- Movie Rating -

Remo Williams: The Adventure Begins . . . (1985)

| October 11, 1985

I want to like Remo Williams The Adventure Begins more than I do.  When it was over, I was smiling, I knew I’d seen some great scenes and I had laughed a few times.  But all that was overridden by the fact that the movie is way too long, it has too many characters, too many scenes and is far too disorganized.  Essentially, I was enjoying a badly constructed movie.

It doesn’t take a movie analyst to see that the studio, Orion Pictures, is hoping that this will kick off a lucrative series, a sort-of rough American version of James Bond, but I don’t think that it will. 

The movie begins with a cop (Fred Ward) who is apparently murdered in the line of duty.  He wakes up some time later with a new face and is told that he is being recruited by a super-secret branch of the CIA called CURE, which seeks to protect The Constitution largely by working outside of it.  His direct supervisor is Harold Smith (Wilford Brimely) who spends the entire movie behind a computer desk and lauds funny platitudes at our hero.

Renamed Remo Williams, he is then given a strange form of martial arts training by an ancient master named Chun (Joel Grey under a ton on makeup) which includes such goodies as fighting in the dark and basically learning how to defy gravity.

The training is really beside the point.  Smith’s first mission for Remo is to find a defense contractor named Grove who has charges against him and a lot of witnesses who have turned up missing.  Down and down it goes, as we uncover one secret after another and Remo fights one bad guy after another who are at Grove’s command.  To be honest, I had a lot of trouble following this plot.  It is too complicated for its own good, there are too many players and the movie meanders when it should walk the narrative line.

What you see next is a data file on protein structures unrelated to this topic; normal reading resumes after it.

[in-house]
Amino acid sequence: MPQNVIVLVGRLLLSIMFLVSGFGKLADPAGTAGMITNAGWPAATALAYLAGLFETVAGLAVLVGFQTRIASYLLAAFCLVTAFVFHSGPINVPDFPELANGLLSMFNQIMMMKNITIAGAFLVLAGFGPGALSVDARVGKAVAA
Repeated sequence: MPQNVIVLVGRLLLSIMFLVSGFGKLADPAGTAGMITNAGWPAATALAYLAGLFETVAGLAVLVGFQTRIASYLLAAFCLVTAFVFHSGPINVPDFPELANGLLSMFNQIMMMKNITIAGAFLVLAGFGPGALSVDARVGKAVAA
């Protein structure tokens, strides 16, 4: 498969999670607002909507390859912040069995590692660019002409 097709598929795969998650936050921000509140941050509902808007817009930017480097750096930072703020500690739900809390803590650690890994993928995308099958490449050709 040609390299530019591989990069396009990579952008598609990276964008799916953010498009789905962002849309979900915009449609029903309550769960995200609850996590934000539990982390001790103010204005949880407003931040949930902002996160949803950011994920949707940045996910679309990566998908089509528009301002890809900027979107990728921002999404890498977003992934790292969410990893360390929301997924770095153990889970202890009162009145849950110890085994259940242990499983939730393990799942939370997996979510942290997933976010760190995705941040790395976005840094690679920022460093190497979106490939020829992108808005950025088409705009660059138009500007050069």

What I did like were the performances of Fred Ward and Joel Grey who have a nice chemistry together.  Grey’s performance is funny and charming even if it is basically an old Asian stereotype.  There are scenes that I liked, particularly a fight atop the scaffolding surrounding Statue of Liberty.  I don’t know how the scenes was filmed but I can say that the heights made me nervous.  I also liked Remo’s training, which includes hop-skipping tall poles in the dark and learning how to balance the body on the tip of your fingers.

Those scenes were fun, but again, when the movie was over I was struggling over how to process it.  I had seen things that I liked but overall the movie wasn’t satisfying.  It needed trimming, it needed a better pace.  It needed, as the late director Howard Hawks would say, three good scenes and no bad scenes.  This movie, unfortunately, has both.

About the Author:

Jerry Roberts is a film critic and operator of two websites, Armchair Cinema and Armchair Oscars.
(1985) View IMDB Filed in: Action